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Fertility in Japan

Japan.jpgRegular readers of Alpha.Sources will know that my economic analysis of Japan is anchored in the understanding and essentially awareness of how demographics affect the macroeconomic environment. One of the key macroeconomic indicators is the median age and here Japan is extraordinary in the sense that the Japanese people is the oldest population on earth with a median age of 42.6. In an overall sense we can say that the ageing of Japan's population and indeed the ageing of the entire OECD world is driven by two factors; declining fertility and increasing life expectancy. This post is quick pointer to the former parameter in a Japanese context.

Japan's fertility is indeed low and even slightly below the 1.3 mark which signifies lowest-low fertility. This clearly has  implications for the Japanese society and economy but going out of 2006 we should note that fertility actually increased a small bit in 2006.  

The number of births for 2006 has been estimated at 1,086,000, an increase of 23,000 from a year earlier.


The fertility rate - the average number of children a woman bears in her lifetime - was expected to be 1.29 in 2006, compared to the record low of 1.26 in 2005.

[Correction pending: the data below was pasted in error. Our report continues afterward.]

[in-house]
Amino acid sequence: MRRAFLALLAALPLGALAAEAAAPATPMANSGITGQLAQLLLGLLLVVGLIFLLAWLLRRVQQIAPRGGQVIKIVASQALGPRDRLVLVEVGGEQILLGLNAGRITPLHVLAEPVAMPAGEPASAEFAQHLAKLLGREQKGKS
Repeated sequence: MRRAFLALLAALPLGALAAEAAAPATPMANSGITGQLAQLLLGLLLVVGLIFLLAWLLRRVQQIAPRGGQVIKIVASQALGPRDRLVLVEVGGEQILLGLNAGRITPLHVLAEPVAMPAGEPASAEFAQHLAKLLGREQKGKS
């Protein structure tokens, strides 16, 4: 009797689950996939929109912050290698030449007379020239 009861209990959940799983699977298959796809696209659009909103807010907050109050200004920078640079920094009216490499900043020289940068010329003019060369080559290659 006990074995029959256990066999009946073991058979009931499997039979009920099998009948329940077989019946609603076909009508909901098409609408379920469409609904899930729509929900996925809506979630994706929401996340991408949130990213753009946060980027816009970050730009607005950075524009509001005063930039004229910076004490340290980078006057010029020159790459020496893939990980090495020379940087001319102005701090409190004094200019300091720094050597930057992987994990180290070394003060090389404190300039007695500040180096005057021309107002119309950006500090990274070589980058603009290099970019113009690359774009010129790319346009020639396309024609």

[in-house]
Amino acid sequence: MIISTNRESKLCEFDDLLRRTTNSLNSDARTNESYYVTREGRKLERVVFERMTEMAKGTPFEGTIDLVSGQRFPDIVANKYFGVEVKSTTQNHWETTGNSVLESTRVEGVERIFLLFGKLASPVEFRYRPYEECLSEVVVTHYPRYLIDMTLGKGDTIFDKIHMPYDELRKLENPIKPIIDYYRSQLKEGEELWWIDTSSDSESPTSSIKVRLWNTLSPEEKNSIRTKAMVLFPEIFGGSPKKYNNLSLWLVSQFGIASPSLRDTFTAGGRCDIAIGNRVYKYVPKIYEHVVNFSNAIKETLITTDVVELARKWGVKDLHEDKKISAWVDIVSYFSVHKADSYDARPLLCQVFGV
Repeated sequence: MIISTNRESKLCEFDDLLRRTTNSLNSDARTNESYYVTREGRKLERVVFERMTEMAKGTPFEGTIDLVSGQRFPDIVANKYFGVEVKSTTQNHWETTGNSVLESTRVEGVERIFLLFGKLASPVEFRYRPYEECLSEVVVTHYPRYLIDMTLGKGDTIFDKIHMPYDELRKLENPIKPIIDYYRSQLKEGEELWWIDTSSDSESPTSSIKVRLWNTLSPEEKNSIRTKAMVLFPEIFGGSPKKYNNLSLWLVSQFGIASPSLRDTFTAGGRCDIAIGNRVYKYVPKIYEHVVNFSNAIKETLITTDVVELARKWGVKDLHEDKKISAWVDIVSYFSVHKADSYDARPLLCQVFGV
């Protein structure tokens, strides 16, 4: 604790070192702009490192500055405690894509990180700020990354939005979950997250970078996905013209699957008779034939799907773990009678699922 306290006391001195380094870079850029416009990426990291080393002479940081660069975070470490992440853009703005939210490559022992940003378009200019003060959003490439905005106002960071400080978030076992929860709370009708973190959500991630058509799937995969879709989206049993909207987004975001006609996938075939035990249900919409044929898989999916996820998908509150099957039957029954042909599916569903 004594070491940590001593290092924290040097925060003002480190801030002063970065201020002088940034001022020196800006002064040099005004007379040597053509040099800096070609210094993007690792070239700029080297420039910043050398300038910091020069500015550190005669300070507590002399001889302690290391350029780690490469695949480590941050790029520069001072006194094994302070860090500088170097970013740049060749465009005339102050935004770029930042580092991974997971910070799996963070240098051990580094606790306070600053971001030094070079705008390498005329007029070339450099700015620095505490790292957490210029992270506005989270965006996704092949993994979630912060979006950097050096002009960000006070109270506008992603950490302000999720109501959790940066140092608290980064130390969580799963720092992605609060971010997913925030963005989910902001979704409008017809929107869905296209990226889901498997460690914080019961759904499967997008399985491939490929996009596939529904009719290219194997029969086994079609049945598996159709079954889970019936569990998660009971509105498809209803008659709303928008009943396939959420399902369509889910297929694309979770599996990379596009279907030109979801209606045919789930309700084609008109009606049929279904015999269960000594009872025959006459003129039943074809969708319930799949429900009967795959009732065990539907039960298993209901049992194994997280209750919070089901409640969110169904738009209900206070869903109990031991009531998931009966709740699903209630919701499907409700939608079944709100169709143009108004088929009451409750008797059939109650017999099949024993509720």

However, it is as also noted in the short BBC.News article pretty small beef and the general projections still look dire for Japan.

But the health ministry expects the rate to fall this year and continue a downward trend that may see a 30% drop in the population in the next 50 years.

Japan has the highest number of elderly people and the lowest number of young as a percentage of its population.

Another article from BBC.News from December also note the severity of the general projections.

The report says the current population of about 127m is projected to sink below 90m by 2055. By that date the proportion of the population aged above 65 is set to double to 40.5%. Prime Minister Shinzo Abe pledged to bring in policies that would prevent further falls in birth rates.  Correspondents say the current trend is caused by women marrying later in life and having fewer children.

In 2005 for the first time since World War II the Japanese population declined, the survey by the National Institute of Population and Social Security Research for the ministry of health noted.

For a more detailed description of Japanese fertility I recomment a recent article in the Japanese Journal of Population by Toru Suzuki which tackles the developments in Japanese fertility and policies.

Japan’s TFR in 2004 was 1.29, which is “lowest-low” fertility, i.e. having a TFR of 1.3 or less. It seems to be impossible for cohorts born after 1960 to achieve the complete fertility of their predecessors. The delay in childbearing was accelerated again after 2000.